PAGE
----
It is once again the time of the year when purchasing fireworks and firecrackers are prevalent. Although the best advice is to stay away from it to prevent firecracker-related injuries, if you do decided to put on a show at your family's holiday celebrations, kindly use caution. Here are the 5 basic dos and don'ts when it comes to lighting a firecracker. 
- Buy fireworks and firecrackers from reliable and reputable sellers
Don't cut corners just to save money. There will be hundreds of "cheap" offers when it comes to sellers. Whatever you do, don't buy fireworks from anywhere you're not sure about, such as the back of a van or from a temporary, unlicensed market stall.
- Follow the instructions on each firework
There's no harm in reading the proper instructions. With this, one must read instructions and all cautionary labels.
- Always supervise children around fireworks and firecrackers
We want children to enjoy fireworks but they need to know that they can be dangerous if they are not used properly. Each year, over half of all firework injuries are suffered by children. Did you know that sparklers get five times hotter than cooking oil? Sparklers are not toys and should never be given to a child under five. According to the Department of Health, children and teenagers suffered most from firecrackers-related injuries. The DOH said children from 5 to 10 years old suffered 32% of these injuries, while adolescents from 11 to 20 years old suffered 33% of these. Data also showed males comprised 4 out of 5 injured persons while females consist of 1 out of 5.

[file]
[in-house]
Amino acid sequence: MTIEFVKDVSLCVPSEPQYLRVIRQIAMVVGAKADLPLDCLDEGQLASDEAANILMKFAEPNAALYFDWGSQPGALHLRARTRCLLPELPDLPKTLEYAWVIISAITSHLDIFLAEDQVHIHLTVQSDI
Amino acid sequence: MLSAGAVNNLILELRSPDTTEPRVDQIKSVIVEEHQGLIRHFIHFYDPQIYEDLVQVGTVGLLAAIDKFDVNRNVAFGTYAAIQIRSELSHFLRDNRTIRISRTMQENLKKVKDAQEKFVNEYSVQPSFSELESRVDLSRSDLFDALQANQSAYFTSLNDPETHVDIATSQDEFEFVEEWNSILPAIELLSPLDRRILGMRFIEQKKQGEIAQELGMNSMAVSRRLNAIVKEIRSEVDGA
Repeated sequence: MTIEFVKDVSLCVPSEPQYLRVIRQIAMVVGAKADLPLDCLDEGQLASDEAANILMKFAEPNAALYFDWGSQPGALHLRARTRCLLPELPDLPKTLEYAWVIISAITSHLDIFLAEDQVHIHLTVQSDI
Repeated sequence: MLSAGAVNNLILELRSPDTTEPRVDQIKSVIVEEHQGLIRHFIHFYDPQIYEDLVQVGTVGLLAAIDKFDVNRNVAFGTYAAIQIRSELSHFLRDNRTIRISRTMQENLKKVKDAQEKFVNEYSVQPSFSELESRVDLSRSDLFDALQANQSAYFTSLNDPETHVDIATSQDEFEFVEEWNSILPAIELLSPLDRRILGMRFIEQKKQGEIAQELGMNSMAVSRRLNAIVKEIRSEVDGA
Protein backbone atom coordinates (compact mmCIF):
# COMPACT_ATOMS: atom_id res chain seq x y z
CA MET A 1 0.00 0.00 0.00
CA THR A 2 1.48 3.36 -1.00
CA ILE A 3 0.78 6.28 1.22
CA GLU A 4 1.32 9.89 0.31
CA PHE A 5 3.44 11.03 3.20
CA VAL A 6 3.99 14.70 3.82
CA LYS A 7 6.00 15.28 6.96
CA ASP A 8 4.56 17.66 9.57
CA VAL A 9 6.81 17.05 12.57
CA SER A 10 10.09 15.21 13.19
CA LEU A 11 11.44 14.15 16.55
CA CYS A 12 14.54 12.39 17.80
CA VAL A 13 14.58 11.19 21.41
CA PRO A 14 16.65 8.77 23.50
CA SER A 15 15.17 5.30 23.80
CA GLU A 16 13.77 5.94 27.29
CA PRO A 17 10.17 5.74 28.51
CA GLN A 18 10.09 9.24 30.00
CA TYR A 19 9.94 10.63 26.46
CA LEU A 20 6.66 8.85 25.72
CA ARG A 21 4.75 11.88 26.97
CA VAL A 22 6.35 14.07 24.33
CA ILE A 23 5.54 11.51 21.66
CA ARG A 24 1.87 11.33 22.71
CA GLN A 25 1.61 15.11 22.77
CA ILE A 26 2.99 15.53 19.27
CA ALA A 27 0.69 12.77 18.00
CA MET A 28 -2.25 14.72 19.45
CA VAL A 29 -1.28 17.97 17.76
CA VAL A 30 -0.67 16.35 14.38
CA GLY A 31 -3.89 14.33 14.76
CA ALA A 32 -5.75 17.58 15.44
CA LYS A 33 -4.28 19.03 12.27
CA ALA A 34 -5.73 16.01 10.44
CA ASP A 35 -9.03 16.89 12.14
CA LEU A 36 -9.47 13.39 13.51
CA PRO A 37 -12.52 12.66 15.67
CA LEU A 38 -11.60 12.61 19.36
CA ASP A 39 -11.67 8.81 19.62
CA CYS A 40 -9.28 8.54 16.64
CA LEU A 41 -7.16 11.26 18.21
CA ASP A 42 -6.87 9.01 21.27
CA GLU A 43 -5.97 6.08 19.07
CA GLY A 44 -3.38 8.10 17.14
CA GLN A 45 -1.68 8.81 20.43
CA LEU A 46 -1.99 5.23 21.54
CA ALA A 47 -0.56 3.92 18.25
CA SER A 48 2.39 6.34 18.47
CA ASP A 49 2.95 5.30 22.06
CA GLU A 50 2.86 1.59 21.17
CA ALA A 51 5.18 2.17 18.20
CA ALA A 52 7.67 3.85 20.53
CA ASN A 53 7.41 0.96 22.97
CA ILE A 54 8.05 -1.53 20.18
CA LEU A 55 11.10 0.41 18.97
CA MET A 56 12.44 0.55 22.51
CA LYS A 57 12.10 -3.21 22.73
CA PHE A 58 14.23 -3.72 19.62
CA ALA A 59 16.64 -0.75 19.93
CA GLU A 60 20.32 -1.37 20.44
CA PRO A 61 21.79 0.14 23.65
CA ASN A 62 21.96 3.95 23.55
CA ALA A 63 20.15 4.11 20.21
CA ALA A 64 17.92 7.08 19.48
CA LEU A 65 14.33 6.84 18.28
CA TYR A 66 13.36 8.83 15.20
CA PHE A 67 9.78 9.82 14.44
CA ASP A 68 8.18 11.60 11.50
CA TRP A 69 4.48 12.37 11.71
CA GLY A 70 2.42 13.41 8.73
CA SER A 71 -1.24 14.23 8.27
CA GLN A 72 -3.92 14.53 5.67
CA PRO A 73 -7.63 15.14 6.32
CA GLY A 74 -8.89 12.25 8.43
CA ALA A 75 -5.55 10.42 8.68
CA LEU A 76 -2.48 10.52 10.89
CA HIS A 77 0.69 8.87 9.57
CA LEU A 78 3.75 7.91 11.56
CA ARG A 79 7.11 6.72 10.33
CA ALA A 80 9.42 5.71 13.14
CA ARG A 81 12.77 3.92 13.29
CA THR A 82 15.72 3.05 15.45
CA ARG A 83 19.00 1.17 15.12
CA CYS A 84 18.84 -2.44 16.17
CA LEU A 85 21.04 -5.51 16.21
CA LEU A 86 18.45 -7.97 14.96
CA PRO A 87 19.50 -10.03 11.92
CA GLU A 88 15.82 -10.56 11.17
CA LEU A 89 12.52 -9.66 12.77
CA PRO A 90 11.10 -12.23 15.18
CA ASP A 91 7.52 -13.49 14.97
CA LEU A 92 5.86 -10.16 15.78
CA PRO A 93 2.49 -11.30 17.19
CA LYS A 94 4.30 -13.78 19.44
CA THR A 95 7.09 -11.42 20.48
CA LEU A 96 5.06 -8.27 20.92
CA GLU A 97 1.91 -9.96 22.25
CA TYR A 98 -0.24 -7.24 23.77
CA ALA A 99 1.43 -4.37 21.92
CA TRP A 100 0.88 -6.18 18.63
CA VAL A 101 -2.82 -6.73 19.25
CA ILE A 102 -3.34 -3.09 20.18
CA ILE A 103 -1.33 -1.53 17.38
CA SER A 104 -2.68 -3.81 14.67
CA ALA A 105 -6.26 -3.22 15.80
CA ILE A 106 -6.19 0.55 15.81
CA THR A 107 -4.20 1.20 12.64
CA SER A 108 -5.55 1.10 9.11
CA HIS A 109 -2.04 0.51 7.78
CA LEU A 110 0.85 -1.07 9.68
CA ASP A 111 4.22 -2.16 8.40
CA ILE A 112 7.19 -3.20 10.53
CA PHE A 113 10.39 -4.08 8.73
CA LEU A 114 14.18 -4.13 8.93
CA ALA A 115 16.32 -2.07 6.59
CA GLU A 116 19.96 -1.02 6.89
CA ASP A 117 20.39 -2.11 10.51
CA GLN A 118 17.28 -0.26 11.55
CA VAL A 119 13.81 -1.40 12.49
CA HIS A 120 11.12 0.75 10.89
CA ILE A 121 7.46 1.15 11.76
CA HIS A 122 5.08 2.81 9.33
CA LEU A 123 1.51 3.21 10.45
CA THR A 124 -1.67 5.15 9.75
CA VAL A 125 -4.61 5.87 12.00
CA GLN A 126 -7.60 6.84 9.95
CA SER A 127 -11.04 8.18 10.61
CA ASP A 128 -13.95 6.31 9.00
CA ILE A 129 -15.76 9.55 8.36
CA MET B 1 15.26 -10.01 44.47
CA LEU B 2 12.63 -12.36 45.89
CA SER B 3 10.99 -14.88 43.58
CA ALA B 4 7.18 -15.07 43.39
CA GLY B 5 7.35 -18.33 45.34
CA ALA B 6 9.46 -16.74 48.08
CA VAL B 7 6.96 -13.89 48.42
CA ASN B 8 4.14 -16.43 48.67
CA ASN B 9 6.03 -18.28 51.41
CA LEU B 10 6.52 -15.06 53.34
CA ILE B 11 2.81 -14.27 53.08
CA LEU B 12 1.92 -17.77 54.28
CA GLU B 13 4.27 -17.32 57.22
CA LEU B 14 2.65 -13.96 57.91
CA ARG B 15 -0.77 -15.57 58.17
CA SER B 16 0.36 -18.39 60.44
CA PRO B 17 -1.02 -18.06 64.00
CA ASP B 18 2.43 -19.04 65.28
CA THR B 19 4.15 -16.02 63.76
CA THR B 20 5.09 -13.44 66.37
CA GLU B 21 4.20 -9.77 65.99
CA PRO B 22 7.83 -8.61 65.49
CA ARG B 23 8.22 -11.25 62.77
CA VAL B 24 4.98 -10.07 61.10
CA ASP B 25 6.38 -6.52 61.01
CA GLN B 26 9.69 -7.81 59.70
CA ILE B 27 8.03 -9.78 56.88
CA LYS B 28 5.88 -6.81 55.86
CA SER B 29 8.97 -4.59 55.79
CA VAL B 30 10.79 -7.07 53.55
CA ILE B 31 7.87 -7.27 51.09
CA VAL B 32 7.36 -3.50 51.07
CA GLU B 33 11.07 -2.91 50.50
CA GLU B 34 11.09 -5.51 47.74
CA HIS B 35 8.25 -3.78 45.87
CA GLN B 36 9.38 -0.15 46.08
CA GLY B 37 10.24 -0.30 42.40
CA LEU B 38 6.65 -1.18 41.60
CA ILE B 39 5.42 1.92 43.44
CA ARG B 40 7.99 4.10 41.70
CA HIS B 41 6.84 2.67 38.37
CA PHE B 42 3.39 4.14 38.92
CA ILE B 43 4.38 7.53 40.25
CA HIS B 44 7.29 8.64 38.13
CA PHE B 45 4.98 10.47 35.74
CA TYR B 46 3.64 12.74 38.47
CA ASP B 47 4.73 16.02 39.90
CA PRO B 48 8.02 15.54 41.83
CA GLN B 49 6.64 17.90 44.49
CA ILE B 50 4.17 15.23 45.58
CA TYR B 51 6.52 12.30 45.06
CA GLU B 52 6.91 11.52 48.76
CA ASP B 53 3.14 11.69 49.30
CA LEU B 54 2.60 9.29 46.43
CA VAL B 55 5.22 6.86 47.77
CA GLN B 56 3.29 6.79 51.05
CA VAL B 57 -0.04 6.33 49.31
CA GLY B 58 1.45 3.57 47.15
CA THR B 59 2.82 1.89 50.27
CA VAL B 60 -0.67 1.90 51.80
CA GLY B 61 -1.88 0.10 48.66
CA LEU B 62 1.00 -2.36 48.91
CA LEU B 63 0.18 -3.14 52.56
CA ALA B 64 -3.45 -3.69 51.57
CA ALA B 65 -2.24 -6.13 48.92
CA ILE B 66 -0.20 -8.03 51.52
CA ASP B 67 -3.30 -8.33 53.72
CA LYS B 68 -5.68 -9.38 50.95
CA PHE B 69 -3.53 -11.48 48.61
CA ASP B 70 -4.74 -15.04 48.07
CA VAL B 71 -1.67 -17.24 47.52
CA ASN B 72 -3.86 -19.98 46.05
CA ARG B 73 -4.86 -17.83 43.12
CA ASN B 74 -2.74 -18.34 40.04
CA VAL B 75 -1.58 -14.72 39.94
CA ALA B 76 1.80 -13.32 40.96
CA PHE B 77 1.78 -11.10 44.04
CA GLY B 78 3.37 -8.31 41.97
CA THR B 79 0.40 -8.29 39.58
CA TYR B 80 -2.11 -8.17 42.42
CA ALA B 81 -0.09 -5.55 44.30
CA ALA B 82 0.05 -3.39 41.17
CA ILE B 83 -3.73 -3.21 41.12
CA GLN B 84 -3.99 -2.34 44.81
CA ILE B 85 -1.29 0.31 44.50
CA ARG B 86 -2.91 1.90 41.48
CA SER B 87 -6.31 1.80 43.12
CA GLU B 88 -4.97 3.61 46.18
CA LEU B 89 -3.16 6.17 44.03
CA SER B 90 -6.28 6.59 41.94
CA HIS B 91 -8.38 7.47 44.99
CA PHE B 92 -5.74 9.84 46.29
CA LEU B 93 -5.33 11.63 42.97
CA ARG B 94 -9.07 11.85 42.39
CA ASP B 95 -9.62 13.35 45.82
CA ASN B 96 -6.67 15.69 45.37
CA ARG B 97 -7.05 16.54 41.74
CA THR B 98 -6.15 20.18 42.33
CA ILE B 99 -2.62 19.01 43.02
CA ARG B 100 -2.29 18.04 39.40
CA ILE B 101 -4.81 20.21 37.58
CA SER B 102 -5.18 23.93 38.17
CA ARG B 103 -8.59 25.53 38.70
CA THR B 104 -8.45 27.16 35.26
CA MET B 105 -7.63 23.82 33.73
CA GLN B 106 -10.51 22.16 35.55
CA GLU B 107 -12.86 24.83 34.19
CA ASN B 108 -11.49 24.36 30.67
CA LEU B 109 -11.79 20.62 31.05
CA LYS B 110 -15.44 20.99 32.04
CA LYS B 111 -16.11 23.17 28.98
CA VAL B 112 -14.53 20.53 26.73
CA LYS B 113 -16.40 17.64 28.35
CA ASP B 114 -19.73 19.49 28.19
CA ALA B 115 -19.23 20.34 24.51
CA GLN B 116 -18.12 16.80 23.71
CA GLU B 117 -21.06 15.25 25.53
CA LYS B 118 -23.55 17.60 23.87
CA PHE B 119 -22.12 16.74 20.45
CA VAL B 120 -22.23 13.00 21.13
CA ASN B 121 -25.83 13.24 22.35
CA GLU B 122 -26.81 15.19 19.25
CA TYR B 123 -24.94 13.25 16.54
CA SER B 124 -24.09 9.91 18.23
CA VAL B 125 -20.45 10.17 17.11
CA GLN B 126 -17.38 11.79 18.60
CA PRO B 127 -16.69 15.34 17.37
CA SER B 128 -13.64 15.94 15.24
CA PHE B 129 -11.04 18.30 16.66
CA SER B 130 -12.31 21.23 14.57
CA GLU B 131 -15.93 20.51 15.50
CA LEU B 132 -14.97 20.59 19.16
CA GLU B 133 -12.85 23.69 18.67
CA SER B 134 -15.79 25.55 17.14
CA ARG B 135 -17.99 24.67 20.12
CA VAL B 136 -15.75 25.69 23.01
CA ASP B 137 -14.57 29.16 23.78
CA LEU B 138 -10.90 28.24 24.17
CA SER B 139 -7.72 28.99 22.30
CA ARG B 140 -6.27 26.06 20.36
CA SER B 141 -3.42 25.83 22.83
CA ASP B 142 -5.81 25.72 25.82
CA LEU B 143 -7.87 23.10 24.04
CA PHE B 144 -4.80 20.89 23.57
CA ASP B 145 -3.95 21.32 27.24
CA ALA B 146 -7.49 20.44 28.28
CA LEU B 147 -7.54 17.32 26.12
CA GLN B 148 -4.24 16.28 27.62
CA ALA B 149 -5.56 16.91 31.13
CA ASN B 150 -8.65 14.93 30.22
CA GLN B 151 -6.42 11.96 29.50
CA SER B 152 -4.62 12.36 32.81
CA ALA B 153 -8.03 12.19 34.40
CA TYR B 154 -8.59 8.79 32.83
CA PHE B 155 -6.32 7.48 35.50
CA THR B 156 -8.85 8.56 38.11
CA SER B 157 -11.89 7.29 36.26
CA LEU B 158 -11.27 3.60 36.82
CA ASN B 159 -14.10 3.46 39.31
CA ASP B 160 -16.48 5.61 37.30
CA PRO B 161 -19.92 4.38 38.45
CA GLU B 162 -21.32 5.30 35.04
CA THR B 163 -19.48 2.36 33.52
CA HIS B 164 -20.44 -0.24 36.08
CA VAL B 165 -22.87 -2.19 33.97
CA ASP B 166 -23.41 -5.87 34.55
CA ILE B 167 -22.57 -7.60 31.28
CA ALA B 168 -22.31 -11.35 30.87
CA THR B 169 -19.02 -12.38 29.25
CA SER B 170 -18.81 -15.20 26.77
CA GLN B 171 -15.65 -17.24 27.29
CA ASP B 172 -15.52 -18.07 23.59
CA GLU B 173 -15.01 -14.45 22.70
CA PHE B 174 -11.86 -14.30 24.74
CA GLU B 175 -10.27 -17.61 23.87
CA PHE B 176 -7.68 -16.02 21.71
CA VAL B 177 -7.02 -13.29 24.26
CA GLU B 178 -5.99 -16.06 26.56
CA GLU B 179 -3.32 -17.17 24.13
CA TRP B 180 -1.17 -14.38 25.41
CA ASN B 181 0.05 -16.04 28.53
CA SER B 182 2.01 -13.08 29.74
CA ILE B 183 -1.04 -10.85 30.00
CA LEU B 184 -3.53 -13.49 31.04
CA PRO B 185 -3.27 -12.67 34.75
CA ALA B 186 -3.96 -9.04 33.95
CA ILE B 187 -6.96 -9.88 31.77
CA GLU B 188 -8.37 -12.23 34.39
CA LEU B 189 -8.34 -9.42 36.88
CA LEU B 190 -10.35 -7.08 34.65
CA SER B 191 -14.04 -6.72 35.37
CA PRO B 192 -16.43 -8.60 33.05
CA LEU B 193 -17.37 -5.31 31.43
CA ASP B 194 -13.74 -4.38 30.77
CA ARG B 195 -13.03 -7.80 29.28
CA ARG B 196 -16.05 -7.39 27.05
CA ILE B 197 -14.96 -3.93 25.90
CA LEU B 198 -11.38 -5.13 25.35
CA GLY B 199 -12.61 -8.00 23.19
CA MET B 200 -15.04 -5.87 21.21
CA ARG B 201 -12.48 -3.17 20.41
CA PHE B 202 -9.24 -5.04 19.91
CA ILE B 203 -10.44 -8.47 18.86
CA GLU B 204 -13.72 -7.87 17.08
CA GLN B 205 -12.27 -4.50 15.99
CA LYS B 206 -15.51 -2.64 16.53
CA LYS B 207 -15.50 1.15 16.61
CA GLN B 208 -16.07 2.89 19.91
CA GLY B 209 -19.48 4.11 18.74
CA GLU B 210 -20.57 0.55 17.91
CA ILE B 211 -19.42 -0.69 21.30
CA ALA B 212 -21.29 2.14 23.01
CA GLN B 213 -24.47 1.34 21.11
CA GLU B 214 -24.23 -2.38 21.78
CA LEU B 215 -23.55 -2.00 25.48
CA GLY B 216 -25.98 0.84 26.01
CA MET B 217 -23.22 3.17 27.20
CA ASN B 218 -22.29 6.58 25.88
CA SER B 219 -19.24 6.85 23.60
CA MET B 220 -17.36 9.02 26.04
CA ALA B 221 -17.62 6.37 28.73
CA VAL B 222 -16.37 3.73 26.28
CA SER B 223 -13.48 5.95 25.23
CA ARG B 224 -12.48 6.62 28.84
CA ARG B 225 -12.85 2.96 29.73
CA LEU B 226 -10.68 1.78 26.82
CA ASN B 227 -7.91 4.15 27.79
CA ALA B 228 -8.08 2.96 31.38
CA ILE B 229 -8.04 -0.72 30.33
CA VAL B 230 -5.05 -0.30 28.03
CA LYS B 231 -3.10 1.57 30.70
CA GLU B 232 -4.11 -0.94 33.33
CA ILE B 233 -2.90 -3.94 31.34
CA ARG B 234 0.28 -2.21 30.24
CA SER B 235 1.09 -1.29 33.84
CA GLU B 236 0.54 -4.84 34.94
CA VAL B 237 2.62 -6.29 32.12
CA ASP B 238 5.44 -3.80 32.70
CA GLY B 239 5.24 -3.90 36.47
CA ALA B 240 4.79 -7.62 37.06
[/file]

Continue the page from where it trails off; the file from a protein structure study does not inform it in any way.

- Stay away from alcoholic drinks if you're setting off fireworks or firecrackers
Only one person should be in charge of fireworks. Have a knowledgeable, sober adult in charge of handling all fireworks. Make your preparations in advance, and in daylight. Do not forget to prepare your match, a bucket of water, eye protection and gloves, and suitable supports and launchers.
- Do not go near a lit firecracker
When you light a firecracker, do not lean over to light fireworks. Many people often do this to block the wind, but this is extremely dangerous. Also, do not try to re-light any fireworks that did not fully ignite.
To sum this up, always remember to dispose all of the fireworks properly. In case of an emergency, you may search the nearest hospital that may attend to your immediate medical emergency. You may locate it here: http://mydoctorfinder.com/hospitals/results
Have a safe holiday celebration!
 "The Do's and Don'ts of Fireworks Safety" by Scrubbing In
 "Youth suffer most of PH's 730 fireworks-related injuries" by Paterno Esmaquel II of Rappler